Imagine this:

  • You are a Chicago based consultant, working at your client’s office in Washington, D.C.
  • Every Monday morning, you take the same 7am flight from Chicago's Midway to DC's Ronald Reagan airport
  • Every Thursday evening, you take the same 6pm flight back to Chicago
  • You always stay at the same hotel, and rent the same type of car at the same rental company
  • You have been doing this for months. The project end date is July, 2017 and, like you, there are other 25 consultants and contractors commuting into DC from other states
  • The corporate booking site (name your favorite), is not the most beautiful app in the world, and let you book weeks in advance. However, you can only do it one trip at a time (you have to go back and forth to select the same settings and changing the dates, increasing the possibility of mistakes) and still depend on the hotels and airlines for your actual check ins.
  • By the end of the project, you and your twenty five colleagues have probably spend hundreds of hours just going through the booking process, affecting your client's timeline and your frustration levels, specially since half-way down the delivery, it is very likely your manager will give you a different charge code and you'll have to update all your bookings again.

What if...

  • ...there was a way to reduce the countless hours spend on booking for your project to less than a 5 minute process?
  • ...you can easily track all your bookings from your phone, tablet or computer without having to jump between your hotels and flight sites?
  • ...you could share your trip results to your fellow colleagues so they can book all their trips with just one click?

How I built it

Since this was a 1 day hackathon, I focused on the user experience and the integration with the Expedia's APIs. The heavy lifting was already made by the APIs, so I just had to focus on the client side. The project was hosted on Codepen, and was built on top of:

  • Google's QPX express, for the Flight Search
  • Expedia Natural Language Search API, for the Hotel Search
  • HTML
  • SCSS with Bootstrap.css and IonicIcons.css
  • Javascript with jQuery, Bootstrap.js, Bootstrap's datepicker and jQuery's DateFormat

Challenges I ran into

  • Consultants love their perks: travel miles, hotel points, etc. As a result, they tend to be very loyal to a particular brand (e.g. people who only fly with AA vs people who always fly with UA). Expedia's API for flight search doesn't have this as an attribute, which forced me to look into others (in this case, the Google's QPX one)
  • The Expedia API's don't have booking. A better API for this would probably have been Skyscanner's API, BUT they are mostly deeplinking, not booking themselves. Booking in batches may not have worked out of the box.
  • In a full implementation, all of this could have been done with a headless server (e.g. phantom or similar) to mimic the different openings and closings of the links to complete the booking. Or wait until one of the big travel partners realize the potential on this and implement it themselves :)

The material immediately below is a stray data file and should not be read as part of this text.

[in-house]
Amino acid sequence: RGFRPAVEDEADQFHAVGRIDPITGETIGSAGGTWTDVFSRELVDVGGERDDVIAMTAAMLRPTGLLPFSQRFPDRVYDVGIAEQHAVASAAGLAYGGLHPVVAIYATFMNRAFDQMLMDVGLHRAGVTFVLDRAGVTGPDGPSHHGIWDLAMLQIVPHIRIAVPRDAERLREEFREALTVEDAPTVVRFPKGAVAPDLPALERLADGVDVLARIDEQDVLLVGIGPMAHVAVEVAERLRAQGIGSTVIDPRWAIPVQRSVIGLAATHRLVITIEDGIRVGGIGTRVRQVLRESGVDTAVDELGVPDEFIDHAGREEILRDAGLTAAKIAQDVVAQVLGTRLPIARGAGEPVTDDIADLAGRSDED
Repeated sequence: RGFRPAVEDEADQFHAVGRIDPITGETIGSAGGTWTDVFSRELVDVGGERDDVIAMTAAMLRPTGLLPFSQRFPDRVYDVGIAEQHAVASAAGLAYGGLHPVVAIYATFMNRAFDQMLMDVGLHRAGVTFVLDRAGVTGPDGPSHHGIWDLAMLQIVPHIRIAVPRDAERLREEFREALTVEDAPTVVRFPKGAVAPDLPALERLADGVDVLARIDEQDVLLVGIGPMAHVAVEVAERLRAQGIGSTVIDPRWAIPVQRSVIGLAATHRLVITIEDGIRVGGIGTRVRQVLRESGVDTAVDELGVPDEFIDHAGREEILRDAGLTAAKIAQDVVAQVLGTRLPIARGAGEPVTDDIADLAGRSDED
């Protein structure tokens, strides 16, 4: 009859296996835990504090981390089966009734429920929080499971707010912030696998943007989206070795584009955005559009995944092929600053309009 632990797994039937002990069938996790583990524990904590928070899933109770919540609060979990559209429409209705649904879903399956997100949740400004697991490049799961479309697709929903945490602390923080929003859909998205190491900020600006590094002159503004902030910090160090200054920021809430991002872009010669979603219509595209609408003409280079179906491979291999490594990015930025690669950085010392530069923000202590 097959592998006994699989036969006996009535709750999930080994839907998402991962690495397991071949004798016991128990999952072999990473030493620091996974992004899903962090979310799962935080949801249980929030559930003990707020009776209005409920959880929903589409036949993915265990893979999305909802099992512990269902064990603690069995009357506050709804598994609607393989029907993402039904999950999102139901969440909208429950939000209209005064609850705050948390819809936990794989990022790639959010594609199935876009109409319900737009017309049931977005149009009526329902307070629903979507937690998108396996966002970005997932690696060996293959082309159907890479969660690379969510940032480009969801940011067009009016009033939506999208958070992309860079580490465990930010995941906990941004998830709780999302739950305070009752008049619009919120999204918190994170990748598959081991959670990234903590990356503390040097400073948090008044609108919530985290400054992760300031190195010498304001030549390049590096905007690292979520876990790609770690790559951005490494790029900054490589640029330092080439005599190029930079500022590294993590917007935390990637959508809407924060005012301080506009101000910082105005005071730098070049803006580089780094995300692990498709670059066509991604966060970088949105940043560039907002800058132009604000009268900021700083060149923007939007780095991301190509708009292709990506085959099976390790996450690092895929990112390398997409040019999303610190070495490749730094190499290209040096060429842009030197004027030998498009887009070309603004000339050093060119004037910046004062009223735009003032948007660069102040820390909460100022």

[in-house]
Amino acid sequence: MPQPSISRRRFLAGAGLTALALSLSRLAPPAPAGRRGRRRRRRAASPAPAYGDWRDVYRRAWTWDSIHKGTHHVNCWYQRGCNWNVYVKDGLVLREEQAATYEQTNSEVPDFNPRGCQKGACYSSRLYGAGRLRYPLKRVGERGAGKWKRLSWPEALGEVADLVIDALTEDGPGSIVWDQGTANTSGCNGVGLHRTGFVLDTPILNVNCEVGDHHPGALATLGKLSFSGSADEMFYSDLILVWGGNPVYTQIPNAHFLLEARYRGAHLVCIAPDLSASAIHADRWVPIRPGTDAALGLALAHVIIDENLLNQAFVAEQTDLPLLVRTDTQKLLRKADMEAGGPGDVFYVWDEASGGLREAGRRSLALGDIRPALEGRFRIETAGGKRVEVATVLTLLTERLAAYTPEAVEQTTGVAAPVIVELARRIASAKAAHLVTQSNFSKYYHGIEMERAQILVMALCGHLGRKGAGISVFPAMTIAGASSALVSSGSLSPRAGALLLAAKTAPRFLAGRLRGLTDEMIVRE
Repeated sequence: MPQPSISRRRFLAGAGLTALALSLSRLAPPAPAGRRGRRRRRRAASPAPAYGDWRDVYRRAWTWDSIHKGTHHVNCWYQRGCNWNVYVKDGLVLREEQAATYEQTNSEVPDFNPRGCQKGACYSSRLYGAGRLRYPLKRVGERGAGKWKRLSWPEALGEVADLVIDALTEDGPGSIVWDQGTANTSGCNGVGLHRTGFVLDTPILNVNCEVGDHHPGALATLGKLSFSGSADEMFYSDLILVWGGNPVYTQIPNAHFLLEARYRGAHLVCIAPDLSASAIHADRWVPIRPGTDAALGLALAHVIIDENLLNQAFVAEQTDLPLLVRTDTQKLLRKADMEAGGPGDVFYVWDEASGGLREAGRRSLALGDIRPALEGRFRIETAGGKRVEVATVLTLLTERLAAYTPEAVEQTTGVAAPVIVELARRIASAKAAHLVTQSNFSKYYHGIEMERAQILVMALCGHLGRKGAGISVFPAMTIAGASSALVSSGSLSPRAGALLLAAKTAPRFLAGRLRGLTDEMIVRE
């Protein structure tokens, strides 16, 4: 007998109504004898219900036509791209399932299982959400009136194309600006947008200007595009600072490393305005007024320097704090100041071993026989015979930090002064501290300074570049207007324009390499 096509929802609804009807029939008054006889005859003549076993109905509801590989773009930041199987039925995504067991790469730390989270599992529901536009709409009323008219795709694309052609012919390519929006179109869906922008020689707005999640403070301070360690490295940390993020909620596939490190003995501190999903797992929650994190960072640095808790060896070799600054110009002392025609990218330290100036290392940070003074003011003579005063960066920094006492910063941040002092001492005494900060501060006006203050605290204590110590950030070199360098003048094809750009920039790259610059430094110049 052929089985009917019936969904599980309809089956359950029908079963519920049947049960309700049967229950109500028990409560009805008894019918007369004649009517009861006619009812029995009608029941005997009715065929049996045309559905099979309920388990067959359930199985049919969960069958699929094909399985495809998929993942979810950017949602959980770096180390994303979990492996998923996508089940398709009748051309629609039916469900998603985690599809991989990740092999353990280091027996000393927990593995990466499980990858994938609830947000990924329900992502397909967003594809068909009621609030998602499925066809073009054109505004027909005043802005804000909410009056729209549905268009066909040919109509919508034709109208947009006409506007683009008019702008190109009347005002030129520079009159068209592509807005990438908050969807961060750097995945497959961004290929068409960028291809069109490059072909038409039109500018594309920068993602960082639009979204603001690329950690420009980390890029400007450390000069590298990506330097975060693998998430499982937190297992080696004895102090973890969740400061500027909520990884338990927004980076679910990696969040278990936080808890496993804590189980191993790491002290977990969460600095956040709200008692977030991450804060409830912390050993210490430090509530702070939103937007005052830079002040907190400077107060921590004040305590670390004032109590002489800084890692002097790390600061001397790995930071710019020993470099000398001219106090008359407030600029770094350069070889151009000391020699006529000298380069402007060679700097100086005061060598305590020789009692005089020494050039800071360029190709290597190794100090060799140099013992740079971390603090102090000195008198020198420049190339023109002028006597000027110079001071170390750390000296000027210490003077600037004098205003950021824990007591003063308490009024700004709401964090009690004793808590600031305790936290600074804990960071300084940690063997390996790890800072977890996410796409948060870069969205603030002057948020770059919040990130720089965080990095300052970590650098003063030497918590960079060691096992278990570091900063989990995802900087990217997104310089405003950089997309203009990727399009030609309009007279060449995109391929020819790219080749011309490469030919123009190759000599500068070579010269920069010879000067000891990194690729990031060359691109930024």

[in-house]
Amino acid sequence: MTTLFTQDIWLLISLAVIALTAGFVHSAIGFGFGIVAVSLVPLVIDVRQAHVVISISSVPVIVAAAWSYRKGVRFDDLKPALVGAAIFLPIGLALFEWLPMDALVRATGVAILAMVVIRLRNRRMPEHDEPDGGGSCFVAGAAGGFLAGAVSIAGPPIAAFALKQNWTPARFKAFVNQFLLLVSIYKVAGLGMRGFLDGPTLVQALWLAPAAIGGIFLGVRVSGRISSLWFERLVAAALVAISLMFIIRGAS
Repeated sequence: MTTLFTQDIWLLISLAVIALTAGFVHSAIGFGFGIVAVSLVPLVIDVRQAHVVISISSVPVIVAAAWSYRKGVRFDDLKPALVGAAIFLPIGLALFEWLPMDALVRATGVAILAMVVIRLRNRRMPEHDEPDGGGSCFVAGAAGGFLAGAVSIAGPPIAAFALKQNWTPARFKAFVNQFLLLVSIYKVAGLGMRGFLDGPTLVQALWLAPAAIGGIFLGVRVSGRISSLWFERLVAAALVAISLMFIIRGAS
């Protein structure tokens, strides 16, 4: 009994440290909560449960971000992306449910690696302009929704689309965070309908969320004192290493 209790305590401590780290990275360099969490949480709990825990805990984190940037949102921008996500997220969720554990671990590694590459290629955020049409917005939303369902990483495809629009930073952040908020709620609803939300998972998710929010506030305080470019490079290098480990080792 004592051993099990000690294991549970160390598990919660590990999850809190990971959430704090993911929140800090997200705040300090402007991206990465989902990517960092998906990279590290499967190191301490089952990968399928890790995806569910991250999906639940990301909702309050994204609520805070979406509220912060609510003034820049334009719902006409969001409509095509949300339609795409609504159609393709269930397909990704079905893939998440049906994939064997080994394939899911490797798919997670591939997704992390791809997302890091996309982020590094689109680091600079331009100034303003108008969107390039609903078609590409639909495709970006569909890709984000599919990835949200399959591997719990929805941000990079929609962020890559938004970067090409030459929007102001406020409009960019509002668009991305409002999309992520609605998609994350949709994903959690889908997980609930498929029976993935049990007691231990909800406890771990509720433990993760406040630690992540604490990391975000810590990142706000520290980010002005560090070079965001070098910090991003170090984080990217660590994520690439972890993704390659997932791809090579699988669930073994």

• The other main functionality that was missing was a User profile API. The final product should have also a company profile, and within it a project profile. This, to allow not only a better expense manager, but to also include some rules regarding the booking or promotional codes.

Accomplishments that I'm proud of

  • I was eyeing using the Expedia APIs for a while, but this was the first opportunity to actually use it. I went through the whole list to see if there were any solution to the challenges above, and raised many suggestions to the Expedia team. Hopefully some made to a future version of it :)
  • The hackathon also gave me the chance to check my Front-End and JS Integration chops against others, and come up with a simple way to solve the road warrior dilemma. I honestly hope someone in the hackathon steals my idea (it would be better if they let me know though :))

What I learned

  • RoadWarrior concept was tested with my consultant friends on Saturday night. They work for different companies, including the Big 4s. All of them have very unfriendly travel portals (not the fault of the booking tools per se, but they don't give enough priority to improve the UX since travel portals are not revenue generating apps). They all feel the same pain. What is worse: the smaller consulting firms/independent workers don't have anything. They use the regular travel sites (e.g. Expedia, Kayak, Orbitz) to book their trips, and is not uncommon to have a lot of trouble when they have to split the hotel tax from the airfare one (because they booked vacation packages instead)
  • Sometimes you won't have all the tools you need to implement your idea. When that happens, you have three options: mock it, implement it yourself, or look for alternative tools. The last one is the one that I prefer (e.g. using Google's QPX and the Hotel NLP instead of the Hotel Search for example), but it's better to due diligence and come prepared (or come with a simpler idea that uses the APIs like normal people, and do something around it, like voice search or IoT stuff for impact points)

What's next for RoadWarrior

  • The selling point for Roadwarrior is the batch booking. I'll be looking for alternatives in the market. If needed, I can build a screen scrapper using nodejs and hit all the booking links behind the scenes, but this will reduce the number of requests/second that the app can take, and a lot more waiting time, email notifications, etc. which may not be ideal.

PS. The demo in Codepen will require that you get your own QPX and Expedia API keys. Just in case, the JavaScript contains some sample json so you can see what is the idea.

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